Who have been some of your favorite performers at The Cabaret, whether for musical or personal reasons?

My all time favorite is Stephanie J. Block ("Wicked," "Anything Goes," "9 to 5 The Musical"). She was also voted as the performer our audience most wanted to see again. So, she will be back at The Cabaret on March 7 and 8. She is a mesmerizing performer able to really wring the emotion out of a song. Other favorites include German chanteuse, Ute Lemper; France’s Paris Combo; Broadway’s Megan Hilty ("Wicked", NBC’s "SMASH"); Christine Andreas; and Valerie Pettiford ("Fosse," "Chicago"). 

Any secrets or lore about The Columbia Club?

The Columbia Club has a rich history, and many, many presidents and famous people have visited and stayed overnight The Columbia Club over the years. As it relates to music, the great jazz composer Hoagy Carmichael, who wrote such jazz standards as Stardust, The Nearness of You, Skylark, and Georgia On My Mind—to name a few, played regularly at The Columbia Club in the late 1920’s, in the very room that now houses The Cabaret. He was actually fired for playing too much “hot” jazz! The grand piano he played while at The Columbia Club was recently restored and now sits in the Grand Lobby. 

You also regularly perform at The Cabaret: what have you learned and added to your own shows as a result of getting to see so many professionals do their thing?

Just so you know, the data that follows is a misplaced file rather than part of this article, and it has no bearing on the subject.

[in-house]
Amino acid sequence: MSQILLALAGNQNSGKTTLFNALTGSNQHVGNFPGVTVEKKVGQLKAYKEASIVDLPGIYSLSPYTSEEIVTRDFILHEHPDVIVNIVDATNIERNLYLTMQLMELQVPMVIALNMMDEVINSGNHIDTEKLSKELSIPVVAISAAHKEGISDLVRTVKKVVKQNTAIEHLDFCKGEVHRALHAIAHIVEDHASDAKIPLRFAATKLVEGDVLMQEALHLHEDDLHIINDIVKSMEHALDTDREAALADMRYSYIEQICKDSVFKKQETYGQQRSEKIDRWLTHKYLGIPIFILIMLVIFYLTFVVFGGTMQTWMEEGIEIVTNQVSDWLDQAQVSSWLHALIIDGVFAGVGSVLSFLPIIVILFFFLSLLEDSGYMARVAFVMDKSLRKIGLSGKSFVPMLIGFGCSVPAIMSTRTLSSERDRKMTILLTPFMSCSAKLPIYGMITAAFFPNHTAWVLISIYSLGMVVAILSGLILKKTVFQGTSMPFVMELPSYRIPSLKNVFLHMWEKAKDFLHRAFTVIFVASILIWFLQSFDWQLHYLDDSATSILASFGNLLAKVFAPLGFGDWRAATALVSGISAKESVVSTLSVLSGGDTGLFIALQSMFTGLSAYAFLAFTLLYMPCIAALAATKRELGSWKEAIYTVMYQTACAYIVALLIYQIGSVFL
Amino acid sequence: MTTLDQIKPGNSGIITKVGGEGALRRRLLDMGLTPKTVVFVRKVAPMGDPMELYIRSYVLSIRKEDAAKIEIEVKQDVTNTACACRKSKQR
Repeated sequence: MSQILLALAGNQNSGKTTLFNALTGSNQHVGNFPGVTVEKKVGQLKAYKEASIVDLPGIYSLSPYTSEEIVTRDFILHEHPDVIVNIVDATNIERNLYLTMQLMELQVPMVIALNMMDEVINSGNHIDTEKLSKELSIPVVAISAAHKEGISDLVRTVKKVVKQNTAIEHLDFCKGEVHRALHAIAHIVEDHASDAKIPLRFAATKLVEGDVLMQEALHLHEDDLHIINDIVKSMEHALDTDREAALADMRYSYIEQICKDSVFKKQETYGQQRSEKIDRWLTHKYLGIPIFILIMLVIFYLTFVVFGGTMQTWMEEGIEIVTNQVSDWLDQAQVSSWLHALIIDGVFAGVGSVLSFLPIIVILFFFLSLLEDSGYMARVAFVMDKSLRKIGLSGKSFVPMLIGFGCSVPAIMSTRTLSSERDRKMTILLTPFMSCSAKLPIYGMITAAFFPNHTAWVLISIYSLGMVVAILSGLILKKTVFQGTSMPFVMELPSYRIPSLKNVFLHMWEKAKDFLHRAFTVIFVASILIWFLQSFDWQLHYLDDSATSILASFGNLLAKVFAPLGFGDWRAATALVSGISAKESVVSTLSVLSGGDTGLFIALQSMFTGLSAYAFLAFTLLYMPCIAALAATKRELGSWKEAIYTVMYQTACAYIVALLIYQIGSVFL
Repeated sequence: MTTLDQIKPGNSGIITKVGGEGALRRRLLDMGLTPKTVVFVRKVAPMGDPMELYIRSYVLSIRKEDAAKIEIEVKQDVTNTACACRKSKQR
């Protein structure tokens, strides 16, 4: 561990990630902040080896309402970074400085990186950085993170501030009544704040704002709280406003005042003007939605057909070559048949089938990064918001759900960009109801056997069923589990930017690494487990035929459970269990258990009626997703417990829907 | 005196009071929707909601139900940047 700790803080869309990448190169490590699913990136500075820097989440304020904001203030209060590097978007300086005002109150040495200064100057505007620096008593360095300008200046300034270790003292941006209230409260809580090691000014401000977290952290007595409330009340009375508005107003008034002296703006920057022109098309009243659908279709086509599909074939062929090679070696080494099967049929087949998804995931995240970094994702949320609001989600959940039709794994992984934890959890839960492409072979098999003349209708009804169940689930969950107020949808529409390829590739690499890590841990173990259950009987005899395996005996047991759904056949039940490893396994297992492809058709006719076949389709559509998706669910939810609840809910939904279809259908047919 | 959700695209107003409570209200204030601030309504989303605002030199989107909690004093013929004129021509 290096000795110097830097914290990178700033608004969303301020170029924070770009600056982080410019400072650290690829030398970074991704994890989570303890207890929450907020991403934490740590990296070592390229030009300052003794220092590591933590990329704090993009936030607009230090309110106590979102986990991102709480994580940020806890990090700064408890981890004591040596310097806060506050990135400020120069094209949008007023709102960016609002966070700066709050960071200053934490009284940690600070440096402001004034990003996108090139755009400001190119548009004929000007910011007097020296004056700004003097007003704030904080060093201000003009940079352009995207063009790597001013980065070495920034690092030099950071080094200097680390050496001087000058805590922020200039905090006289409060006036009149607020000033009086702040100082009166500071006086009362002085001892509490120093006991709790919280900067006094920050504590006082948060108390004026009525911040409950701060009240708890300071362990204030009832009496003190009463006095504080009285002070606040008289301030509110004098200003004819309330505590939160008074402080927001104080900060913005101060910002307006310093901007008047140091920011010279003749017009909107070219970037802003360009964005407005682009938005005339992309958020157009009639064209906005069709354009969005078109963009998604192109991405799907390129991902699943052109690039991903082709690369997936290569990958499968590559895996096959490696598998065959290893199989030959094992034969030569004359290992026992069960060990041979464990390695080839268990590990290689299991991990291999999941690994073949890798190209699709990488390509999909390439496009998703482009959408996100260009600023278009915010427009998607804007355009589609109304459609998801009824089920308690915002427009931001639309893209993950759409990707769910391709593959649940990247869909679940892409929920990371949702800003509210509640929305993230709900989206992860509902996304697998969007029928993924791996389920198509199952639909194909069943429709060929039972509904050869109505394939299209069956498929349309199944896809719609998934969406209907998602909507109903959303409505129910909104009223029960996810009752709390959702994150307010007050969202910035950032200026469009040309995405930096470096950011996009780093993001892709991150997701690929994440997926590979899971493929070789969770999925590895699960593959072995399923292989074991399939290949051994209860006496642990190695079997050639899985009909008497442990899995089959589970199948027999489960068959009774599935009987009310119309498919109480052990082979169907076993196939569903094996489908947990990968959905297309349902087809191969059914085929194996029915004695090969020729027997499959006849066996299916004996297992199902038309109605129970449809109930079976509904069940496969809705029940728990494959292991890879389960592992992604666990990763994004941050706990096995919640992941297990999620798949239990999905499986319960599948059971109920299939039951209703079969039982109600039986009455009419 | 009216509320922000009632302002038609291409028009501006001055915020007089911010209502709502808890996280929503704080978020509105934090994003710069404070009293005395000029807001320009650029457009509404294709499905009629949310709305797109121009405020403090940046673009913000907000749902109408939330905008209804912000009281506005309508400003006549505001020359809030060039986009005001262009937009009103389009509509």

One of the things that really set a great cabaret performance apart from a great concert performance is audience engagement—what they call in the theater "breaking the fourth wall” between you and the audience. People who come to the cabaret like to feel that they are getting to know the performer—getting a glimpse into the real person, not just their persona. So I’ve learned a lot about how to talk and share with an audience in a way that makes an evening much more intimate. I’ve also learned how to loosen up and not take myself too seriously—have a little fun, as well as how to “live” a song vs. performing a song.

Shannon Forsell on-stage at The Cabaret
Shannon Forsell onstage at The Cabaret

What is on your Indy must list for visiting performers?